The drama also took us through the lives of the family's friends, and the impact it had on them all. From the jubilation of finding out about the pregnancy, to being a father, to the reality of what they were up against, to the shooting of a young black man and the realisation of the same world they lived in but different worlds at the same time, created a bond and unity that went beyond the call of duty. The series of situations bought them closer together, mainly through grief. The shooting of the son, raised questions, raised answers, raised anger, pain, hurt. In solitude each one, wept tears not only for the loss of yet another 'black boy', but another black son, who was not only someone's son, but everyone's son. The death of the son, was the death of the sons of all their ancestors. They also wept for the path that seemed to have been laid out for them as a race, without any recourse, without redemption. Their faith and that unified grief bought them together, in the knowledge that once again, after 400 years, nothing much had changed. Their faith was question and put in the spot light. The father's faith pushed to the limit, until the pain at loosing his son tore at the very fabric of his own humanity for others, and revenge became the blanket of comfort. However, the reverend played by Ronald Samm had to speak into that pain, as he had probably done so many a time. He had to plead with the father that forgiveness was the only saving grace and weapon that could not destroy him.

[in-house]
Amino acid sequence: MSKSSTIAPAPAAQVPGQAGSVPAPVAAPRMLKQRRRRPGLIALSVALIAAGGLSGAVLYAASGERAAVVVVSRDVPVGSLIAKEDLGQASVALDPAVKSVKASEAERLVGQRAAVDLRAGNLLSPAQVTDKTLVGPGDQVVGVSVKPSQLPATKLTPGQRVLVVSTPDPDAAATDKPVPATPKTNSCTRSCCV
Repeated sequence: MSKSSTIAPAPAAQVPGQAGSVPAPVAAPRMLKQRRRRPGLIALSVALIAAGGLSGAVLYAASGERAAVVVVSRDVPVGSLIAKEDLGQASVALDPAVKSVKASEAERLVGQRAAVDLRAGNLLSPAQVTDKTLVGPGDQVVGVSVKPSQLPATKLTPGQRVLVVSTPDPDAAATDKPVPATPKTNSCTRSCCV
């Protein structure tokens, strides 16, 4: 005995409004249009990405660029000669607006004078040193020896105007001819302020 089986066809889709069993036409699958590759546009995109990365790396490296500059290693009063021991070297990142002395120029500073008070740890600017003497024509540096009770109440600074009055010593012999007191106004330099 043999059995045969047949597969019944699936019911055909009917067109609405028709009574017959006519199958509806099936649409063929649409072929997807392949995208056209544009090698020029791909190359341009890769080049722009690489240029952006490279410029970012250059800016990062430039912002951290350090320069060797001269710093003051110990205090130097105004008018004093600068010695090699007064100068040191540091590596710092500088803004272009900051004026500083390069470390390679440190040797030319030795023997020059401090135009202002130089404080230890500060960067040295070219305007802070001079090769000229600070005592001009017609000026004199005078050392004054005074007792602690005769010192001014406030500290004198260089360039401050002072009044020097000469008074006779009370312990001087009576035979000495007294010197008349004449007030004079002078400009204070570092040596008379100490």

The father, The man in Blue, who wore his uniform with disillusioned pride, for the man in Blue who worked in the same institution that bred racist ideologies, and which insidiously cast their ideals out like a poisoned net into communities, who killed black men and black boys as if they were shooting at a firing range for fun, the man in Blue who religiously clocked in and out of the same institution day in day out, with the same people who eventually killed his son, and who had killed the sons of all the ancestors - meant that forgiveness was the only saving grace and weapon that would not destroy him.